On this day..

Entry Filed under: 20th Century,Capital Punishment,Common Criminals,Crime,Death Penalty,Execution,Hanged,History,Milestones,Murder,South Africa

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1985: Joachim Knychala, the Vampire of Bytom

Add comment October 28th, 2019 Headsman

Polish serial killer Joachim Knychala, colorfully known as “The Vampire of Bytom” or “Frankenstein”, was hanged in Krakow just in time for Halloween on this date in 1985.

Knychala (English Wikipedia entry | the far more informative Polish) was a married miner of mixed German-Polish heritage — a fact which reportedly drew him considerable childhood abuse — who committed five sex-murders in Upper Silesia from 1975 to 1982.

He inherited his appellation from a different Silesian mass murderer, Zdzislaw Marchwicki, the “Vampire of Zaglebie,” with whom he eerily shared a victim: Miroslawa Sarnowska, who survived an attack by the earlier Vampire and gave crucial evidence against him, was Knychala’s third homicide.

Our guy’s m.o. was to surprise his prey with a bludgeon about the head, sometimes killing outright and other times incapacitating; despite his savagery, several women and girls survived his assaults. He did most of his evil work over the late 1970s; arrested as a suspect in such an attack in September 1979, he had a strong alibi* for the occasion at hand and then had the half-discipline to lay low for a few years after his fortuitous release.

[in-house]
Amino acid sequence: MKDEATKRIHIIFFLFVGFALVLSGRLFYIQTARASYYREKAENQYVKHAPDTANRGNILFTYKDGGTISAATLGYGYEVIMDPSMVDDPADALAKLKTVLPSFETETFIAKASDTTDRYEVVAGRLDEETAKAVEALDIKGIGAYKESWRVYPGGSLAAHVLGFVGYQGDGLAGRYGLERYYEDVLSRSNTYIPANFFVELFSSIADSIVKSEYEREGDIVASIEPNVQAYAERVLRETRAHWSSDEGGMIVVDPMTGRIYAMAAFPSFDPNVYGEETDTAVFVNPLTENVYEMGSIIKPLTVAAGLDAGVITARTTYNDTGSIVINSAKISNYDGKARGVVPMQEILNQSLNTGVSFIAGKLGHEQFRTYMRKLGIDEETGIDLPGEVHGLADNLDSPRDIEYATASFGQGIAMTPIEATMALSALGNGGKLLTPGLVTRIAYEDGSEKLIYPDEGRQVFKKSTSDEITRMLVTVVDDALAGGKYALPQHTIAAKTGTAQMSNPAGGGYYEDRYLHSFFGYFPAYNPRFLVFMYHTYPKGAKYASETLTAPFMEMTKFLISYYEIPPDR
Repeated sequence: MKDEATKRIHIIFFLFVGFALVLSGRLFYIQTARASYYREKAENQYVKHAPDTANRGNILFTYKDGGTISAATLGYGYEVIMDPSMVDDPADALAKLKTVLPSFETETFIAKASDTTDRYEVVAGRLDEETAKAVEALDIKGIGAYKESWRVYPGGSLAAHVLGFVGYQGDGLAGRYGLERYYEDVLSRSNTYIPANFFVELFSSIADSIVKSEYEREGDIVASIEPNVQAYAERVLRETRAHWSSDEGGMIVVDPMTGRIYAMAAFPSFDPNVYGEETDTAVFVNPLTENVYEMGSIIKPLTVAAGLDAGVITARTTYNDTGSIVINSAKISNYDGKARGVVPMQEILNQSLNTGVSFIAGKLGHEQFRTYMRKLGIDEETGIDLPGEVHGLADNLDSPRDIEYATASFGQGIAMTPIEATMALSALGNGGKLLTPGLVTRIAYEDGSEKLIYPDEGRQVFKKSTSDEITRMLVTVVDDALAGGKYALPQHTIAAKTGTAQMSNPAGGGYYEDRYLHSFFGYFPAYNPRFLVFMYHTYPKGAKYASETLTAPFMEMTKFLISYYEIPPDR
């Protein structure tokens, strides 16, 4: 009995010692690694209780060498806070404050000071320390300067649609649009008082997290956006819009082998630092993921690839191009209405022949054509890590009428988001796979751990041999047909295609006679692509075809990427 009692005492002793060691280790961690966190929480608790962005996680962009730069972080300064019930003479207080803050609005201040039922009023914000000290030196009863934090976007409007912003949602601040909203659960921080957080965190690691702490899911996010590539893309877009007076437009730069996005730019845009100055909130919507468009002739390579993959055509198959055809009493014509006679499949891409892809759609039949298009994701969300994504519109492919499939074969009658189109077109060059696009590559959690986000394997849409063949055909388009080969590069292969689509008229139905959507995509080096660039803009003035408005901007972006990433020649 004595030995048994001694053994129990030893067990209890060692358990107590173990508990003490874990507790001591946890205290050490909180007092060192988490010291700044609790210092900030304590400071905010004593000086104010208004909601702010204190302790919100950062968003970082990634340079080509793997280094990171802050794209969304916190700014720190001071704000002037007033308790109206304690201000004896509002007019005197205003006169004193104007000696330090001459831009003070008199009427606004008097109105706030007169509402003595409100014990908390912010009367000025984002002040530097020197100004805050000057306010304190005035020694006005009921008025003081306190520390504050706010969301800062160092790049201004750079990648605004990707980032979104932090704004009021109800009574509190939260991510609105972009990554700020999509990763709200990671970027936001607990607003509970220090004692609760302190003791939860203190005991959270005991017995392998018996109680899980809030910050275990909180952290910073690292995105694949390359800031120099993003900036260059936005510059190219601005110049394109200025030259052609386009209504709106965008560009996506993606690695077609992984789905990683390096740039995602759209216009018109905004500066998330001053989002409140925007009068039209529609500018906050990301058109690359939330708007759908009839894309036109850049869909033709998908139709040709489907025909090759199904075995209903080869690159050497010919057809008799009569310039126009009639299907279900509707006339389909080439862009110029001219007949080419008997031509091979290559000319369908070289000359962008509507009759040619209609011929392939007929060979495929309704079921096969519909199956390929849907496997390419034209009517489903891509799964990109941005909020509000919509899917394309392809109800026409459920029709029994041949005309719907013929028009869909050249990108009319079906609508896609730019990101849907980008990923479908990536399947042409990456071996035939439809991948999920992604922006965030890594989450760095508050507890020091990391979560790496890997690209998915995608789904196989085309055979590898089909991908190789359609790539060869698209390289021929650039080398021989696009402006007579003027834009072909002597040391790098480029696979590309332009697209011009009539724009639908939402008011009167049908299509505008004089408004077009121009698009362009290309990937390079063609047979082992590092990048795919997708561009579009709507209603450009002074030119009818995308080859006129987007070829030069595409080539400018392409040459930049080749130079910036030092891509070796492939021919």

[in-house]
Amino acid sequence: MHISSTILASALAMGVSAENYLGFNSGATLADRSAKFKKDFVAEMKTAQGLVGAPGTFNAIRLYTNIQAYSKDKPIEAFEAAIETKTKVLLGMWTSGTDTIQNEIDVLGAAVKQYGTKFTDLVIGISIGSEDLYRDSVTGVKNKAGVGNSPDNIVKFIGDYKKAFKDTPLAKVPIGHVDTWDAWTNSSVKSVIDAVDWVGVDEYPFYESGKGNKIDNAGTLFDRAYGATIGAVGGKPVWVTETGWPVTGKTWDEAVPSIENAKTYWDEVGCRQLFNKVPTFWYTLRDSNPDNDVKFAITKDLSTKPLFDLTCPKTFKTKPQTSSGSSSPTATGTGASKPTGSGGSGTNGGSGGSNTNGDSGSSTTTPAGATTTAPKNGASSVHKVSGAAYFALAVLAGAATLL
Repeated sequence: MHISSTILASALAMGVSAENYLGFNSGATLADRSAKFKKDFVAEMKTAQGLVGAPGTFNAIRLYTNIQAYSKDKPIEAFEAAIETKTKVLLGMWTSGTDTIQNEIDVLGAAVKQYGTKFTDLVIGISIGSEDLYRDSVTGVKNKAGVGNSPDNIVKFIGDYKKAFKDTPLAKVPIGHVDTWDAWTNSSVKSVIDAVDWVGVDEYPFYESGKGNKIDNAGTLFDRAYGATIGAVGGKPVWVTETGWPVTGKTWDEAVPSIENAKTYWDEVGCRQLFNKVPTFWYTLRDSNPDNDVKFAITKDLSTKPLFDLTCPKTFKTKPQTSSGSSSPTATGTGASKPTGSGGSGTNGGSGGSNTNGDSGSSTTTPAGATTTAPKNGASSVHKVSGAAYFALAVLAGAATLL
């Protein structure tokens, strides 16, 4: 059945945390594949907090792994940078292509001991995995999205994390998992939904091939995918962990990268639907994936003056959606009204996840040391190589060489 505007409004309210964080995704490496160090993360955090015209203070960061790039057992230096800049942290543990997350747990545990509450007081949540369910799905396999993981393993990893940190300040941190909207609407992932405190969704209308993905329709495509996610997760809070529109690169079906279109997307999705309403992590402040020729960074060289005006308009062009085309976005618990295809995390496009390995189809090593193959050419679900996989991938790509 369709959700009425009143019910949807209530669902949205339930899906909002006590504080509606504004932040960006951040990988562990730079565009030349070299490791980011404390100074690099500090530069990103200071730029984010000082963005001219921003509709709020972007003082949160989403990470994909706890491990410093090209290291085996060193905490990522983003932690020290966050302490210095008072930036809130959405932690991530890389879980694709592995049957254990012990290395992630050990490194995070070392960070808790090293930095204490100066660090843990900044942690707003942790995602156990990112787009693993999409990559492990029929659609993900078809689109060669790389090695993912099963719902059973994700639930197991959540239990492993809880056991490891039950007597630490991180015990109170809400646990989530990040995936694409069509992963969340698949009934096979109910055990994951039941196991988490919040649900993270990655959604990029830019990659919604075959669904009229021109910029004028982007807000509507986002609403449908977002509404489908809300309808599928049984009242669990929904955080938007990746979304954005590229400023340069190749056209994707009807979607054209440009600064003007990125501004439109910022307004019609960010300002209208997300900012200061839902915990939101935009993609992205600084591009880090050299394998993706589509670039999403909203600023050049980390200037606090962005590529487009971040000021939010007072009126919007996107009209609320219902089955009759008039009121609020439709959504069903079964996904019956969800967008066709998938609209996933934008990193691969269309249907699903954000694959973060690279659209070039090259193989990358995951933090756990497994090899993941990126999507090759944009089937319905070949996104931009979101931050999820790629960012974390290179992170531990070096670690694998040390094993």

But he could not conceal his fangs forever. In May 1982, he reported the death of his 17-year-old sister-in-law in a “fall in the woods.” Examination of the body told a more sinister tale: she’d been done in by a blunt force near the top of the skull (improbable for a mere accidental fall), and she’d had recent intercourse. Knychala was dramatically arrested at the girl’s very funeral, eventually copping to his spree and comforting himself with the hopes of a better afterlife … of pop culture notoriety. He has thus far somewhat maintained his recognizable infamy in a Poland that no longer produces death sentences.

* Seemingly strong: his work card proved his attendance at the mine at the time of the attack. Only later, during the decisive trial, was it realized that his foreman routinely registered leave time earned by Knychala’s overtime work with the state’s official youth organization by simply punching the vampire’s card as if he’d been present on such a leave day.

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Entry Filed under: 20th Century,Capital Punishment,Common Criminals,Crime,Death Penalty,Execution,Hanged,Murder,Poland,Rape,Serial Killers

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1983: Waldemar Krakos, Dekalog inspiration

Add comment October 10th, 2019 Headsman

Polish murderer Waldemar Krakos was hanged on this date in 1983 in Warsaw’s Mokotow Prison.

With a partner, Wiktor Maliszewski, he’d bludgeoned and strangled a female taxi driver to death on New Year’s Eve 1982/83, yielding a few thousand zlotys to drink away before their arrest on New Year’s Day.

Both initially caught a term of years when judge (and the future President of the post-Communist Supreme Court) Lech Paprzycki found that Krakos’s traumatic childhood rendered him mentally unfit to hang; but amid public clamor the sentence against Krakos was upgraded in June by the Supreme Court. (Although his was not a political crime, Krakos’s treatment was facilitated by Poland’s early 80s martial law.)

Prior to his execution the killer met cinema director Krzysztof Kieslowski. Five years later, Kieslowski’s acclaimed Dekalog drama series explores, in Dekalog: Five, a capital punishment case very much like Krakos’s own.